By Timothy Deenihan
It’s not so uncommon for actors to take a turn at public office later in their careers. Clint Eastwood was mayor of Carmel. Arnold Schwarzenegger was governor of California, as was Ronald Reagan before he ascended to the office of president. Even our current commander-in-chief has had more than a few turns on both the small and large screen.
What’s less common is to start out by heading to Congress. And yet, Jack Ferreira ’22, a Sacred Heart theatre arts major, has done just that. The key difference here is that Jack’s mission is one of public service, not public office.
This summer, Ferreira received our nation’s highest award for youth and young adults—the Congressional Gold Medal Award—in recognition of his service to his community and his commitment to his own personal growth and wellbeing.
It’s a rigorous qualification process. Over a minimum of two years, Gold Medal recipients must log at least 400 hours of community service, 200 hours of personal development, 200 hours of physical exercise and activity, as well as at least one full week of expedition, coordinated by the applicant and approved by the program.
Ferreira went well above and beyond requirements, logging more than 1,500 hours of service to Fairfield County’s theater and arts community. Starting as an usher at the Bridgeport Cabaret Theatre, Ferreira eventually earned house management responsibilities. At the Barnum Museum in Bridgeport, he took on both project research and mobile game design to enhance visitor experience. Embracing the personal challenges the program commands, he even pushed himself to step out of the shadows and into the spotlight, auditioning last summer for the Fairfield Teen Theatre production of Les Misérables and earning the fiercely challenging role of Inspector Javert, the story’s primary antagonist.
Ferreira’s journey began at his cousin’s high school graduation, where students were being recognized for their academic and sporting successes, and their commitments to the military or their college acceptances— the standard commencement ceremony fare. The speaker that day, however, offered a different take on the whole thing. At the end of it all, he told them, what will matter is this: Did you make the world a better place? With that, he challenged the newly graduated, their friends and families to become more involved in their communities.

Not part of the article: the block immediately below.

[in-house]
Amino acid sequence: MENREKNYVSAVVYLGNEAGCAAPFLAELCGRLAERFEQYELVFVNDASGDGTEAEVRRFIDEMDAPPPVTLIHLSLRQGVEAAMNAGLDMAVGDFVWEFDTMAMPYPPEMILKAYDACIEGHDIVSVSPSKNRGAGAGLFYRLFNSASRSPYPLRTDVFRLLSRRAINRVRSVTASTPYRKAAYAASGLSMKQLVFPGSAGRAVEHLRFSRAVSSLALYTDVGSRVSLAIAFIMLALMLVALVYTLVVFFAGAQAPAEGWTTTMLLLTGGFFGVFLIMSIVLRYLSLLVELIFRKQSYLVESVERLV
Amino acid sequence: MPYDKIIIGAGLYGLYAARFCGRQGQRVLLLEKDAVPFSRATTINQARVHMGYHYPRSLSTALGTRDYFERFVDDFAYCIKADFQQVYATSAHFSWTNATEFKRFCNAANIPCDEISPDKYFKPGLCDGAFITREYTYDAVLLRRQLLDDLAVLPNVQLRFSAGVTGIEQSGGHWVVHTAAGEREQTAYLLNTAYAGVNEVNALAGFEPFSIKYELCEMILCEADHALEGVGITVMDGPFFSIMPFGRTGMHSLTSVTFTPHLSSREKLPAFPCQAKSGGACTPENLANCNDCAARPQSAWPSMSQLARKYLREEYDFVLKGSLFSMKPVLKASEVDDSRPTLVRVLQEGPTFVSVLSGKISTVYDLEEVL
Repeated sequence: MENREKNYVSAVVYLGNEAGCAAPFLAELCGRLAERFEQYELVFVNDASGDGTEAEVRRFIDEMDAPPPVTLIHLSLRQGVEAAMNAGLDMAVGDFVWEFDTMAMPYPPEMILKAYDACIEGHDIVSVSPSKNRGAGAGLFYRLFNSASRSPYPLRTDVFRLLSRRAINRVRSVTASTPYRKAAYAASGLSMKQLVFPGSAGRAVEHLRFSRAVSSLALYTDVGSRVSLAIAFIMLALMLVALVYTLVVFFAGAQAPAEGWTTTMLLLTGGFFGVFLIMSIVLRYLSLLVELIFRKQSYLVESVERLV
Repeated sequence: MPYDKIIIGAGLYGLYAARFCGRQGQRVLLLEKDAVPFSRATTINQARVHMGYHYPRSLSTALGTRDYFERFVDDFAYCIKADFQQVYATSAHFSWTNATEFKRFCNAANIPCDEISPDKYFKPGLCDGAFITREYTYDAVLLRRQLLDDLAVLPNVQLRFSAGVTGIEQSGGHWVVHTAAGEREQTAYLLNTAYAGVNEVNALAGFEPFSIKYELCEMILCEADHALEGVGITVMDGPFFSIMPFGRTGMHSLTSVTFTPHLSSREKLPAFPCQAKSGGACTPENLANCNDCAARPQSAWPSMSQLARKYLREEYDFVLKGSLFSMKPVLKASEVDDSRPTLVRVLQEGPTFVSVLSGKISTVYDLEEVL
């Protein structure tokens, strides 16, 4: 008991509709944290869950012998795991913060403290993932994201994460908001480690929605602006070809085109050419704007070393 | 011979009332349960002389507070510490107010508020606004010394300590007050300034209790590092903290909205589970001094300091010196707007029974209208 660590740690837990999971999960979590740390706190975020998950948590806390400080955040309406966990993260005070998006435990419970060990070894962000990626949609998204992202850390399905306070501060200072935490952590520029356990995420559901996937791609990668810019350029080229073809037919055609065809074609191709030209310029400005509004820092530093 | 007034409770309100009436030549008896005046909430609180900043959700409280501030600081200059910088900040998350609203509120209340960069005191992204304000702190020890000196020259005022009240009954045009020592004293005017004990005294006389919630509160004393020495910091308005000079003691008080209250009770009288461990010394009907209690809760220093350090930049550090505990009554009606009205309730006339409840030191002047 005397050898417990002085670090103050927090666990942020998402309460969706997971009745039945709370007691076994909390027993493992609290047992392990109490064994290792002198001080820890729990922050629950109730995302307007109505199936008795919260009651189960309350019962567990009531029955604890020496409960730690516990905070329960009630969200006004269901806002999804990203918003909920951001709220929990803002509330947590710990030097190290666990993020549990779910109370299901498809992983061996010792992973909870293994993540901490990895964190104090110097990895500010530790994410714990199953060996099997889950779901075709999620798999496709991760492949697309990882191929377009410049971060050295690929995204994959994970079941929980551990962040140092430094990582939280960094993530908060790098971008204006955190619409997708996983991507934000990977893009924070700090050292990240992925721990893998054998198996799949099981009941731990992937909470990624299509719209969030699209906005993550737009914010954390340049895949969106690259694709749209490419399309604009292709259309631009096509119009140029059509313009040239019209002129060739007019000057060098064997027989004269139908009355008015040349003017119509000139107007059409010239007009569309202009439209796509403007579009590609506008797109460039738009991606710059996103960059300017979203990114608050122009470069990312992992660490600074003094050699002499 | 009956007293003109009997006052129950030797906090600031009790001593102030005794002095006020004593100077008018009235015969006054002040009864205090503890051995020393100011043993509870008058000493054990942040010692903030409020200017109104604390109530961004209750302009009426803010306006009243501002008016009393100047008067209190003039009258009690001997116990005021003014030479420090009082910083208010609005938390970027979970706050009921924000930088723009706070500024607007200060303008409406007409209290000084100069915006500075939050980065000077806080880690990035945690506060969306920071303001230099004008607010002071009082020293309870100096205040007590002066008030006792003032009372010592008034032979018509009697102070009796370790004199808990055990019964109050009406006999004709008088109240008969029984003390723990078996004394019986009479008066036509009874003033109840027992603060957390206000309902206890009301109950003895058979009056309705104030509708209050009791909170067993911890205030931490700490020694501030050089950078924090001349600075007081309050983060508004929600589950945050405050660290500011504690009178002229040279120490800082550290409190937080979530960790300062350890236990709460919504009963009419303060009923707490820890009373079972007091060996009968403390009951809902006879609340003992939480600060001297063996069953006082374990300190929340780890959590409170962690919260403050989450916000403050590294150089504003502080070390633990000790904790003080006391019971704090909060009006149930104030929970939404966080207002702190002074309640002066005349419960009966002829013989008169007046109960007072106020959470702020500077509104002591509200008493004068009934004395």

The message hit home with Ferreira and his mother, Alice (Chaves) Ferreira ’91, who was in the audience with him that day. Ferreira was already volunteering at the Cabaret, but the desire to see community service honored as a contribution to a better society drove mother and son to set some goals. A Google search led them to the Congressional Award.
There are six levels of involvement in the program: bronze through gold certificates, and bronze through gold medals. “The Gold [Medal] is pretty exhaustive,” says Alice, “But you appreciate the rigor. It gives it real value.”
Ironically, Ferreira discovered the fruit of his years of labor during an incidental online search. He was scrolling across a miniature map of award recipients when he hovered over Connecticut—and saw his name. “It was just there, and I thought, ‘…wow,’” Ferreira says, articulating the speechlessness one feels when blindsided by greatness. The actual letter and certificate arrived in the post a few days later. The award ceremony was held at the Capitol in Washington, D.C., in June.
One challenge related to the time the award required was that the process rolled into Ferreira’s freshman year at Sacred Heart. While he was able to use the time to continue working toward some of the award’s benchmarks, (walking the several miles to campus, for example, instead of driving or catching a bus), as a theatre arts major, he had to excuse himself from his involvement with other theatre programs during the course of his studies (a common requirement of conservatories and academic theatre programs). “It was hard to say goodbye to the people I’d been working with for so long,” he says, “but at the same time, [Sacred Heart and the Theatre Arts Program] has been so welcoming and exciting—it’s an amazing place to be.”
A similarity of mission also helps soften the transition. Alice says it best. “Our school is so mission-driven, so selfless,” she says. “I really felt like this award was in keeping with everything SHU values.” She references specifically what she calls the University’s “purposeful growth,” detailing both its physical expansion and its burgeoning academic relevance, all while remaining a good neighbor to its bordering communities.
“Of course, I’m a proud mother right now,” she laughs. “But if other students follow and earn that recognition for themselves and the school, that would just be sprinkles on the cupcake.